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Let $(e_n)_{n=1}^{\infty}$ be a Schauder basis for the Banach space $X$. Suppose for any bijection $\sigma:\mathbb N \to \mathbb N$, $(e_{\sigma(n)})_{n=1}^{\infty}$ is also a Schauder basis, then is it true that $(e_n)_{n=1}^{\infty}$ is an unconditional Schauder basis?(The question is raised by one of my friends. The converse is part of the definition.)

I have tried very hard to prove that for any $x \in X$, there exists $(a_n)_{n=1}^{\infty}$ such that $$\sum _{n=1}^{\infty}a_n e_n=x=\sum _{n=1}^{\infty}a_{\sigma(n)} e_{\sigma(n)}$$

Since there is no conditions about the absolute convergence, we cannot use the proof for "absolute convergence $\Rightarrow$ unconditional convergence". Can anybody show me a proof or an counterexample for this?

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    $\begingroup$ See this question, specifically the comments to the answer. I believe your question is addressed there. $\endgroup$ Commented Nov 24, 2015 at 22:53

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As David Mitra wrote in comments, the continuity of coordinate functionals is the key here. To each Schauder basis $B=(x_n)$ we associate coordinate functionals $\phi_{B,n}$ such that $\phi_{B,n}(x)=c_n$ where $\sum_{ n} c_n x_n = x$. By construction, $\phi_{B, n}(x_m)=0$ for $m\ne n$.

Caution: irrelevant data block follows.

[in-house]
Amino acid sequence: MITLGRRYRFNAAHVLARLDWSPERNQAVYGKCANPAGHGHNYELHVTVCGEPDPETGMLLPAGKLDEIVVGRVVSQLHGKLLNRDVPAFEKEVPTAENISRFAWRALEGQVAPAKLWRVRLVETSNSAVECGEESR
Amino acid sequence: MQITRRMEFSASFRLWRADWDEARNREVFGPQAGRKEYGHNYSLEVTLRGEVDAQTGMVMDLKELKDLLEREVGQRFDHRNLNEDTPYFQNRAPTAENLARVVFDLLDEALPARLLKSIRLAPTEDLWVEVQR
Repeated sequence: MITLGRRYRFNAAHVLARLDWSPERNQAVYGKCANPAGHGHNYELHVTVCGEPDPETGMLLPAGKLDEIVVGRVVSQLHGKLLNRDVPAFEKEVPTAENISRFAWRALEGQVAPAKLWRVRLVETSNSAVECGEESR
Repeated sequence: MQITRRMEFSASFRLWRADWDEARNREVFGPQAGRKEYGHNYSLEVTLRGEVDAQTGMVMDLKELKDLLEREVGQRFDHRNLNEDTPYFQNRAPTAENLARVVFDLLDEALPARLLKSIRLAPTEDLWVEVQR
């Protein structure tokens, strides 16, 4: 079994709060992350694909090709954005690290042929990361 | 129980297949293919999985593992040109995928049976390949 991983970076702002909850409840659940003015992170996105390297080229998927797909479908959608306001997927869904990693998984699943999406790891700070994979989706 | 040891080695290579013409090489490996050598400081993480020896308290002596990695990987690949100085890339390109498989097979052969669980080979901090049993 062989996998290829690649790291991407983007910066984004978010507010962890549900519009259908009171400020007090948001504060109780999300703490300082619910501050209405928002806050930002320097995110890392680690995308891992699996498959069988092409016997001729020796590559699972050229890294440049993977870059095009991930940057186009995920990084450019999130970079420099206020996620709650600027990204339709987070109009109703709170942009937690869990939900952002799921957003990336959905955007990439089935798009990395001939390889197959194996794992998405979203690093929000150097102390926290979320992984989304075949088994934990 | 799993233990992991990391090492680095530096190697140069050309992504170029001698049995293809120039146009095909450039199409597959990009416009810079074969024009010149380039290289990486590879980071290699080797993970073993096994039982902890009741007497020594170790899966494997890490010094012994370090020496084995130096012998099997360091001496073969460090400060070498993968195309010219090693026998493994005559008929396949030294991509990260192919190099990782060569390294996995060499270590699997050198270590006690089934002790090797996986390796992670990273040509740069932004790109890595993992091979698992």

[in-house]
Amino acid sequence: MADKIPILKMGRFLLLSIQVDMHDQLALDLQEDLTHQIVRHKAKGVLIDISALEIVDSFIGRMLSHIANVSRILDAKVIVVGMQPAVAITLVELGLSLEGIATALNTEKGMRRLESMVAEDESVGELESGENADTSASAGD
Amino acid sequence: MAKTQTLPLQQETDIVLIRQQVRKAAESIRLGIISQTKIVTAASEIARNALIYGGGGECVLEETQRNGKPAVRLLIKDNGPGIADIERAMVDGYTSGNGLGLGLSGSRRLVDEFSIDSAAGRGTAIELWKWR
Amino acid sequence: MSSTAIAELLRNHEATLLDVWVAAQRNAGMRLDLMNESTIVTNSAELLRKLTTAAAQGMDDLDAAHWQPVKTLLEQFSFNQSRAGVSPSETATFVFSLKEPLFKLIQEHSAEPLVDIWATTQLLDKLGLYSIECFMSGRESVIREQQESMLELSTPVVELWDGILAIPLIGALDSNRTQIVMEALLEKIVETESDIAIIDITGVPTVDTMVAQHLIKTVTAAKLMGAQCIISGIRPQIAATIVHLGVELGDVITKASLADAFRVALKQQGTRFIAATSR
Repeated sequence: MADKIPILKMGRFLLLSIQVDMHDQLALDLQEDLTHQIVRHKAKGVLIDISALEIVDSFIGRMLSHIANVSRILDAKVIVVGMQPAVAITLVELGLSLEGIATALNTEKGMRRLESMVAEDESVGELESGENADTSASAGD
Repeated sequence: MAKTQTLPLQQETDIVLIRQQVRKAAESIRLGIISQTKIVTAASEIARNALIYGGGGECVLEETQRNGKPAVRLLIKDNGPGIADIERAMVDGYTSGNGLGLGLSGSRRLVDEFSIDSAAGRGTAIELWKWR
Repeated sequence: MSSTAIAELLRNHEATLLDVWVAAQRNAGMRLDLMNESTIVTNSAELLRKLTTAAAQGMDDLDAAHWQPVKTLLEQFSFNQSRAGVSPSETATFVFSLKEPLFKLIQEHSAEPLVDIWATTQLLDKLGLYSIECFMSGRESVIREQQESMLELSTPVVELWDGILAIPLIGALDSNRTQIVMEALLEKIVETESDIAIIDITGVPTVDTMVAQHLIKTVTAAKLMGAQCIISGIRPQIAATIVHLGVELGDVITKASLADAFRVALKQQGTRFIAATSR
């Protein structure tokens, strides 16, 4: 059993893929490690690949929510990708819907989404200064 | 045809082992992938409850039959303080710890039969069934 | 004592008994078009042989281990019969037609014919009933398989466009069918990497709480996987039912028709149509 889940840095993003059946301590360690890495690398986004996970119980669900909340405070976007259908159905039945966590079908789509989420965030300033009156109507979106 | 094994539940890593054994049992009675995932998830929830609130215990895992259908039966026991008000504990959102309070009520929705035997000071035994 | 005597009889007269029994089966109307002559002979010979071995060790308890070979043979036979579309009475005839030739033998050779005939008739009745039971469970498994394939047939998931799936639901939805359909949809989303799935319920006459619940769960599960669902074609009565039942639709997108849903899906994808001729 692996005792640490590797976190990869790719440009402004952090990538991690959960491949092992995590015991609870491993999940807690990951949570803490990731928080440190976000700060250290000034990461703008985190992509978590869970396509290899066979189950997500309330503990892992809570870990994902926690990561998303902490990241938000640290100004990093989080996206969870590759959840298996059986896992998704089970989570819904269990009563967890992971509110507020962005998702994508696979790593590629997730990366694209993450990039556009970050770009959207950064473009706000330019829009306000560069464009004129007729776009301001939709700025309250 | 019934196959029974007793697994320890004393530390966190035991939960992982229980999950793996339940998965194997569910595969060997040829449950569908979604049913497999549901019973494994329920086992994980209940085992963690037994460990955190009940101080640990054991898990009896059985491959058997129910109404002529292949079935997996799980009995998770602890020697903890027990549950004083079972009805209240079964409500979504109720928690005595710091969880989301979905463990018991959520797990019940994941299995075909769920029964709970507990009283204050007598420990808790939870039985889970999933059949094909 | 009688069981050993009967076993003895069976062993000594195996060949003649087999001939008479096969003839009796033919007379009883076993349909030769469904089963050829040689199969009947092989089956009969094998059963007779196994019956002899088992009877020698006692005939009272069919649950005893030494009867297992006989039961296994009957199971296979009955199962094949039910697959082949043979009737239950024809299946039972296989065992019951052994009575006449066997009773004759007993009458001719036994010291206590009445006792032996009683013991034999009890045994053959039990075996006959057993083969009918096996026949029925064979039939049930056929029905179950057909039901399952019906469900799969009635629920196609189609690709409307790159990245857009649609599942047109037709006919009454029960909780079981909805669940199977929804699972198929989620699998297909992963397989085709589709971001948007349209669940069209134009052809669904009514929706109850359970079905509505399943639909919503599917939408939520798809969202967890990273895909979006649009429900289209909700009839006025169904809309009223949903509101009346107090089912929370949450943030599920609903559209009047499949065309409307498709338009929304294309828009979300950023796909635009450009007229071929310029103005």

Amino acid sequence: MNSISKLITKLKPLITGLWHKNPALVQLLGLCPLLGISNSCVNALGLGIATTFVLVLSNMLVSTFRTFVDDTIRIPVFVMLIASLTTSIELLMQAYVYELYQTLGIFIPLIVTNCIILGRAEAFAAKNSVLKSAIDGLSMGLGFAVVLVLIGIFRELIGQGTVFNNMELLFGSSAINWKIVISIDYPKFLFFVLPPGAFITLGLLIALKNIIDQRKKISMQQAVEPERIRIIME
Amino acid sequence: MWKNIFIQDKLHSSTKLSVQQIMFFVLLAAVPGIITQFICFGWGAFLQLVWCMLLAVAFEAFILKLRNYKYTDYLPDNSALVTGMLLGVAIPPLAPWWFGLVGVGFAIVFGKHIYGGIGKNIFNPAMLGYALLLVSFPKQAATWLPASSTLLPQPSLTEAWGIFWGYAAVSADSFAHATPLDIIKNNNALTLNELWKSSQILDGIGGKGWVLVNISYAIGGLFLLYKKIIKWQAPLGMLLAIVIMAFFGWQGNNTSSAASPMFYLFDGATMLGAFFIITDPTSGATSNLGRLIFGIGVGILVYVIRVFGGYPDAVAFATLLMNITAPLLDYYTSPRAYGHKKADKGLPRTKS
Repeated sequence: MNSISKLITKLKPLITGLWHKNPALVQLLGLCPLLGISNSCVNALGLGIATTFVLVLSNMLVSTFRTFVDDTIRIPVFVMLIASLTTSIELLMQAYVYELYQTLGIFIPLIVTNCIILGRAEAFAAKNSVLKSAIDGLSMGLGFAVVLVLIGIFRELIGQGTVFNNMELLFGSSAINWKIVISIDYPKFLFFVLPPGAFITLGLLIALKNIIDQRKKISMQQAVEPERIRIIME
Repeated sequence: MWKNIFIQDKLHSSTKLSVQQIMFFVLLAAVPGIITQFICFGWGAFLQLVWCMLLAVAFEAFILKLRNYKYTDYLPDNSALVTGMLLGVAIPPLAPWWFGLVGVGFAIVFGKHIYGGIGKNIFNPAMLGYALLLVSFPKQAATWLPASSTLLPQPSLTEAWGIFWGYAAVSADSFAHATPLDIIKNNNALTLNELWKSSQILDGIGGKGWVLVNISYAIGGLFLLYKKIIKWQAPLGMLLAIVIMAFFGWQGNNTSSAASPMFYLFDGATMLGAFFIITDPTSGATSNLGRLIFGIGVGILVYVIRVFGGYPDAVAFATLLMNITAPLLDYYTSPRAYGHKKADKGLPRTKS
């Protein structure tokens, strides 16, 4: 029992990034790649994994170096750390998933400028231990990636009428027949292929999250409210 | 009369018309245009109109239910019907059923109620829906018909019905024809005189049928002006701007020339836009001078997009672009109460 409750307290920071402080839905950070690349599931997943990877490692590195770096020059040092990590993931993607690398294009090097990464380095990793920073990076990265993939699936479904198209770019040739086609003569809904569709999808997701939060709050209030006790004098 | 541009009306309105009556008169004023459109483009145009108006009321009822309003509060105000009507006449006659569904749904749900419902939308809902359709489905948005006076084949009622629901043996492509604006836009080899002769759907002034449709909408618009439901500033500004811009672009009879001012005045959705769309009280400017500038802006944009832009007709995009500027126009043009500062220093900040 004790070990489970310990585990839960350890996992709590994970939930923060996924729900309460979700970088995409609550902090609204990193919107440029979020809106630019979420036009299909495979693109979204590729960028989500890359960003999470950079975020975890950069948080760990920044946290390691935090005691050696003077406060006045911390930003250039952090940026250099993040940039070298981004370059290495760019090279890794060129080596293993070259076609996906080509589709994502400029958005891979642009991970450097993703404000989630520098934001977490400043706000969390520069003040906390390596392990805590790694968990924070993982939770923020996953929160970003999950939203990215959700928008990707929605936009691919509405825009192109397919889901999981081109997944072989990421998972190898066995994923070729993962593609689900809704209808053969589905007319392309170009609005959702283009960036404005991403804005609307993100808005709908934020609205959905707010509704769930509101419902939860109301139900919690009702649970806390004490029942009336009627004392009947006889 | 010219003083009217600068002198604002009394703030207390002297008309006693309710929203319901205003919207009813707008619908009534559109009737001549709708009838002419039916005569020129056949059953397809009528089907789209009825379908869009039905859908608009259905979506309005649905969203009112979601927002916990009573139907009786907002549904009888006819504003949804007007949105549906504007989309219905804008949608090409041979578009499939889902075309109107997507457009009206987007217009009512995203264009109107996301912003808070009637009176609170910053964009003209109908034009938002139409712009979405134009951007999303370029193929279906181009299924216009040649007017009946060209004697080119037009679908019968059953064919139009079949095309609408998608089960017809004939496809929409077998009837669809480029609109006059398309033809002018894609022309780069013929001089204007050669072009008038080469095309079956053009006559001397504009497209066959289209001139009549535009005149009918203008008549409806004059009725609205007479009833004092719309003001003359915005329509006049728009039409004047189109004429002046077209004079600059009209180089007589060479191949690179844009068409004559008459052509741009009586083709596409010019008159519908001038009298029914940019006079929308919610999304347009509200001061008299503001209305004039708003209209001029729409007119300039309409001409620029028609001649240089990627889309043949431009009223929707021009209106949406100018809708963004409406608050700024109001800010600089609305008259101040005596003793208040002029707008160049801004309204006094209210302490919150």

Since the permuted family $B' = (x_{\sigma(n)})$ is still a Schauder basis, we have $\sum_{ n}\phi_{B',n }(x) x_{\sigma(n)} = x$. The goal is to show that $$\phi_{B',n }(x) = \phi_{B,\sigma(n)}(x)$$

The continuity of coordinate functionals (see below) implies $$ \phi_{B',n}(x) = \lim_{m\to\infty}\phi_{B',n} \left( \sum_{k\le m} \phi_{B,k}(x) x_{k} \right) = \lim_{m\to\infty}\phi_{B',n}(x) \left( \phi_{B,\sigma(n)}(x) x_{\sigma(n)} \right) = \phi_{B,\sigma(n)} (x) $$ as claimed. The second equality above holds because $\phi_{B',n} $ vanishes on $x_k$ for $k\ne \sigma(n)$.

For a proof that the coordinate functionals are continuous see, e.g., section 1.1 of Victor Zeh's notes on Schauder bases. The proof is too long to reproduce here in full, but the main idea is to show that the formula $$\|x\|_B=\sup_m \left\|\sum_{n\le m} \phi_{B,n}(x) x_n\right\|$$ defines a norm with respect to which $X$ is complete. Since $\|x\|_B\ge \|x\|$ by construction, the open mapping theorem implies $\|x\|_B\le C\|x\|$ for some $C$. This shows that the partial sums of Schauder basis are continuous with respect to $x$, and the conclusion follows.

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